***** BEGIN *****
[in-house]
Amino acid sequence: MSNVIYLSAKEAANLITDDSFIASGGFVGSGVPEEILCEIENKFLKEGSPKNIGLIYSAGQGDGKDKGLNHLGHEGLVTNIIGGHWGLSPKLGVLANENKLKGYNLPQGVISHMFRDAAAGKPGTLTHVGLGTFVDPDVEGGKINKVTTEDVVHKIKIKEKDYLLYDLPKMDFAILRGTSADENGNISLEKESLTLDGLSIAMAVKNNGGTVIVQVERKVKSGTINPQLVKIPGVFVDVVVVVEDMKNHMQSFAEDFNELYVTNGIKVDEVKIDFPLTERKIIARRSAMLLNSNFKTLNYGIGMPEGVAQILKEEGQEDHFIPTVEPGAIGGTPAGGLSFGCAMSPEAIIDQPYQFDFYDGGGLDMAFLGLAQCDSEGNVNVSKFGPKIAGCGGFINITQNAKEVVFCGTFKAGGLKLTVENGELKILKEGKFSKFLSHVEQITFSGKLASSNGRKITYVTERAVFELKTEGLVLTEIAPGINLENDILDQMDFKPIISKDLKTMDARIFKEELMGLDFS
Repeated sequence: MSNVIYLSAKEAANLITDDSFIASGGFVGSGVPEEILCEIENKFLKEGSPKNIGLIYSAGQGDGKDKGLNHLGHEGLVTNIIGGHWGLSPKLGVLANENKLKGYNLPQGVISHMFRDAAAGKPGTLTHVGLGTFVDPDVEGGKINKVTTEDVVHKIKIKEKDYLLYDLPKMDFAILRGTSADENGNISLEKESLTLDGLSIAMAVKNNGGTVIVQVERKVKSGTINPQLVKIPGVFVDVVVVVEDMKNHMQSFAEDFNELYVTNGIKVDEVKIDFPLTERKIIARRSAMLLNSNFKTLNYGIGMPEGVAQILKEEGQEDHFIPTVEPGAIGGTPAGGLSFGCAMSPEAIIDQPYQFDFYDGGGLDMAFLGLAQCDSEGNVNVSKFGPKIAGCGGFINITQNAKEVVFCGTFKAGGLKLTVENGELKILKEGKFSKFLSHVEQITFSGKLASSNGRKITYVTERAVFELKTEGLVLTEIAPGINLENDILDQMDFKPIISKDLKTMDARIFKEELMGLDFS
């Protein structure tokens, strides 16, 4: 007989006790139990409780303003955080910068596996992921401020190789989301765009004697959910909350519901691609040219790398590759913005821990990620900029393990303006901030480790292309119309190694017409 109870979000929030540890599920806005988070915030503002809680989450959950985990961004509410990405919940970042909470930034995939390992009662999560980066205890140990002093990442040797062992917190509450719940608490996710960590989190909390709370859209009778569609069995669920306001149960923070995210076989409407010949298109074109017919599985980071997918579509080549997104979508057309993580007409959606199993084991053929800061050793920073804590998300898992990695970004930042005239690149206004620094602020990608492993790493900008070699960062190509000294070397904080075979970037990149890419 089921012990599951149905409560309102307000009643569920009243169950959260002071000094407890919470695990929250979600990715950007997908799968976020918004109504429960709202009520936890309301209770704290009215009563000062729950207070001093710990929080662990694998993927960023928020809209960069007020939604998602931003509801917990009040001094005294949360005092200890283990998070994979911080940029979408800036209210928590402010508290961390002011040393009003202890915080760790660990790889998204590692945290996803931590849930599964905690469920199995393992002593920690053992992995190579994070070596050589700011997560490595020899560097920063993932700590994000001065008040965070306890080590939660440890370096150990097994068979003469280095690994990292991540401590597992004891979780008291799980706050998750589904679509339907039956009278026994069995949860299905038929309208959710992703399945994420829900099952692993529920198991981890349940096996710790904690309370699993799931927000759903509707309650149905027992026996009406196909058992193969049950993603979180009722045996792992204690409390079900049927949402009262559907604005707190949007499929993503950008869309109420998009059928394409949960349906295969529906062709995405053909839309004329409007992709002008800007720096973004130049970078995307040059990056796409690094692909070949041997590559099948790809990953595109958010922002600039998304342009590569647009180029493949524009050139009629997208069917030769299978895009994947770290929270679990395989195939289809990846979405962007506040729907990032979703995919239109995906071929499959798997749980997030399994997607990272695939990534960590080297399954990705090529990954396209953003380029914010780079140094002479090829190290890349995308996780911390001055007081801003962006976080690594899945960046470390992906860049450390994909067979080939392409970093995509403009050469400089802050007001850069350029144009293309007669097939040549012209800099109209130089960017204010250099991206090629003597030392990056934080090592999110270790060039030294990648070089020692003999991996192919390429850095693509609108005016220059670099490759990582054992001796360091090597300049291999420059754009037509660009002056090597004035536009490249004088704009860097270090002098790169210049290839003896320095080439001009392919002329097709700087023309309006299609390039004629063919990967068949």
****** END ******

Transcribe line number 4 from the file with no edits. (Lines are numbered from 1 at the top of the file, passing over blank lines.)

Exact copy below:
């Protein structure tokens, strides 16, 4: 007989006790139990409780303003955080910068596996992921401020190789989301765009004697959910909350519901691609040219790398590759913005821990990620900029393990303006901030480790292309119309190694017409 109870979000929030540890599920806005988070915030503002809680989450959950985990961004509410990405919940970042909470930034995939390992009662999560980066205890140990002093990442040797062992917190509450719940608490996710960590989190909390709370859209009778569609069995669920306001149960923070995210076989409407010949298109074109017919599985980071997918579509080549997104979508057309993580007409959606199993084991053929800061050793920073804590998300898992990695970004930042005239690149206004620094602020990608492993790493900008070699960062190509000294070397904080075979970037990149890419 089921012990599951149905409560309102307000009643569920009243169950959260002071000094407890919470695990929250979600990715950007997908799968976020918004109504429960709202009520936890309301209770704290009215009563000062729950207070001093710990929080662990694998993927960023928020809209960069007020939604998602931003509801917990009040001094005294949360005092200890283990998070994979911080940029979408800036209210928590402010508290961390002011040393009003202890915080760790660990790889998204590692945290996803931590849930599964905690469920199995393992002593920690053992992995190579994070070596050589700011997560490595020899560097920063993932700590994000001065008040965070306890080590939660440890370096150990097994068979003469280095690994990292991540401590597992004891979780008291799980706050998750589904679509339907039956009278026994069995949860299905038929309208959710992703399945994420829900099952692993529920198991981890349940096996710790904690309370699993799931927000759903509707309650149905027992026996009406196909058992193969049950993603979180009722045996792992204690409390079900049927949402009262559907604005707190949007499929993503950008869309109420998009059928394409949960349906295969529906062709995405053909839309004329409007992709002008800007720096973004130049970078995307040059990056796409690094692909070949041997590559099948790809990953595109958010922002600039998304342009590569647009180029493949524009050139009629997208069917030769299978895009994947770290929270679990395989195939289809990846979405962007506040729907990032979703995919239109995906071929499959798997749980997030399994997607990272695939990534960590080297399954990705090529990954396209953003380029914010780079140094002479090829190290890349995308996780911390001055007081801003962006976080690594899945960046470390992906860049450390994909067979080939392409970093995509403009050469400089802050007001850069350029144009293309007669097939040549012209800099109209130089960017204010250099991206090629003597030392990056934080090592999110270790060039030294990648070089020692003999991996192919390429850095693509609108005016220059670099490759990582054992001796360091090597300049291999420059754009037509660009002056090597004035536009490249004088704009860097270090002098790169210049290839003896320095080439001009392919002329097709700087023309309006299609390039004629063919990967068949």